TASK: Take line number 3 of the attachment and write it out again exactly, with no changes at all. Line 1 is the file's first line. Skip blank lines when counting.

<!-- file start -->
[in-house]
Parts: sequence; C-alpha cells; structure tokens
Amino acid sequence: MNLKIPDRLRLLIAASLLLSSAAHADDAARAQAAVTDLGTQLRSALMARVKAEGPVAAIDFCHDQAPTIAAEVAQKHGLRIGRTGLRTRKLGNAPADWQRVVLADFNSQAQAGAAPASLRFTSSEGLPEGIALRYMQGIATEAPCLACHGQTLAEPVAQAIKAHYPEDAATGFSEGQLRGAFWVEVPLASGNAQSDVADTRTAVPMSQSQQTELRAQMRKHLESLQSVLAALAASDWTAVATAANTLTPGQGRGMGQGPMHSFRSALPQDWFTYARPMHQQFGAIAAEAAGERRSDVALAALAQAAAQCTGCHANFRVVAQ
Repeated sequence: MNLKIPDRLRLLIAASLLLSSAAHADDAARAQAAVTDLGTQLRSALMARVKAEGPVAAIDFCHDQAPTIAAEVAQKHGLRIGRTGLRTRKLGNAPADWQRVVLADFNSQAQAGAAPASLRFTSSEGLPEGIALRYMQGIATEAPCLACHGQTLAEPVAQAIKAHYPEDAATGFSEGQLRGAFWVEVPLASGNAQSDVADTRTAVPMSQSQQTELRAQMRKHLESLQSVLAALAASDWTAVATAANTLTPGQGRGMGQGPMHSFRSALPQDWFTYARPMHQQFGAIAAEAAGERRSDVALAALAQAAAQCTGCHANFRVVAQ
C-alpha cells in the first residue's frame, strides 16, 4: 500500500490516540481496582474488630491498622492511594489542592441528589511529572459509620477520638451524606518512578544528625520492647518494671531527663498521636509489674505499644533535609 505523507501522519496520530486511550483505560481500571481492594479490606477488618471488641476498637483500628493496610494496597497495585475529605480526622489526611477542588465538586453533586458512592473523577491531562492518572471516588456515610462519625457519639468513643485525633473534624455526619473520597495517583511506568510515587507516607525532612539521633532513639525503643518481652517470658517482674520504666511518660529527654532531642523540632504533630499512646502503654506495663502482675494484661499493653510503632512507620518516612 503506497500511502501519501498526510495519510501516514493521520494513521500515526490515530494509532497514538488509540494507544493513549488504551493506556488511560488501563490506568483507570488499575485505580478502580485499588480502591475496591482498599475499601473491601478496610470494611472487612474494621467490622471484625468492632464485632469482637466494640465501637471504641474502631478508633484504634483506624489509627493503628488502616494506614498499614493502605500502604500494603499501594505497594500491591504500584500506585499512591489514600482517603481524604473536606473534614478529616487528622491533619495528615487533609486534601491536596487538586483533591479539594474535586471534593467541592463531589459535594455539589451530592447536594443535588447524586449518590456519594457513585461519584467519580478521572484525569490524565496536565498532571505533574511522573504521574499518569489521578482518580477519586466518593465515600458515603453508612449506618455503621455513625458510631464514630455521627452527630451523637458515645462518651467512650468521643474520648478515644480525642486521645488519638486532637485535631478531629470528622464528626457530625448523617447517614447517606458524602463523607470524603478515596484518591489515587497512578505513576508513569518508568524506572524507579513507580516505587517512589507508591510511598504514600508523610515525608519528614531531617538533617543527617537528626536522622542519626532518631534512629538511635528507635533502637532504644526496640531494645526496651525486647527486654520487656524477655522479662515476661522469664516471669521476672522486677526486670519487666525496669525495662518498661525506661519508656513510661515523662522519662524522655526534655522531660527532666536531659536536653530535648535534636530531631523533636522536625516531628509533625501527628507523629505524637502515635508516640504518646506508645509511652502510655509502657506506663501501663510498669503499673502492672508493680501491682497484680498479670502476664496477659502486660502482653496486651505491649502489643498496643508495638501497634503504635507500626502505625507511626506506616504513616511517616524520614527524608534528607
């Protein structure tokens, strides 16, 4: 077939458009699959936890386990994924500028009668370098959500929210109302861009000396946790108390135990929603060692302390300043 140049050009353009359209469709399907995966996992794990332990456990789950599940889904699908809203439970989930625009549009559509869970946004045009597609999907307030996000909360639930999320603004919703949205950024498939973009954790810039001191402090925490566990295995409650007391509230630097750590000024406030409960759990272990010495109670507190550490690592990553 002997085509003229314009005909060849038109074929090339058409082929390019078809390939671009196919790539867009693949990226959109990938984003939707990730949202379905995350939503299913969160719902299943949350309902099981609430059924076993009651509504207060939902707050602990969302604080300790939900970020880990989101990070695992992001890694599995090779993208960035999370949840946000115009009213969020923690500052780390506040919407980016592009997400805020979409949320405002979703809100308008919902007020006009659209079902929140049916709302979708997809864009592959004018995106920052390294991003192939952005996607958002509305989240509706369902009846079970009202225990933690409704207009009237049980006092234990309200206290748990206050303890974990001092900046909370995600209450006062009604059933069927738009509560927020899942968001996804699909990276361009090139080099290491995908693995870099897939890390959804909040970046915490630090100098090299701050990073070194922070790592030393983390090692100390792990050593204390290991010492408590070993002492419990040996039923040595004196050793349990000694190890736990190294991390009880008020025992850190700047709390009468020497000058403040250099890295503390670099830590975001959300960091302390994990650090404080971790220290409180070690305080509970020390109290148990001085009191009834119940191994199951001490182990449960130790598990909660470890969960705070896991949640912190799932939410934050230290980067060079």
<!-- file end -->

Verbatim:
Amino acid sequence: MNLKIPDRLRLLIAASLLLSSAAHADDAARAQAAVTDLGTQLRSALMARVKAEGPVAAIDFCHDQAPTIAAEVAQKHGLRIGRTGLRTRKLGNAPADWQRVVLADFNSQAQAGAAPASLRFTSSEGLPEGIALRYMQGIATEAPCLACHGQTLAEPVAQAIKAHYPEDAATGFSEGQLRGAFWVEVPLASGNAQSDVADTRTAVPMSQSQQTELRAQMRKHLESLQSVLAALAASDWTAVATAANTLTPGQGRGMGQGPMHSFRSALPQDWFTYARPMHQQFGAIAAEAAGERRSDVALAALAQAAAQCTGCHANFRVVAQ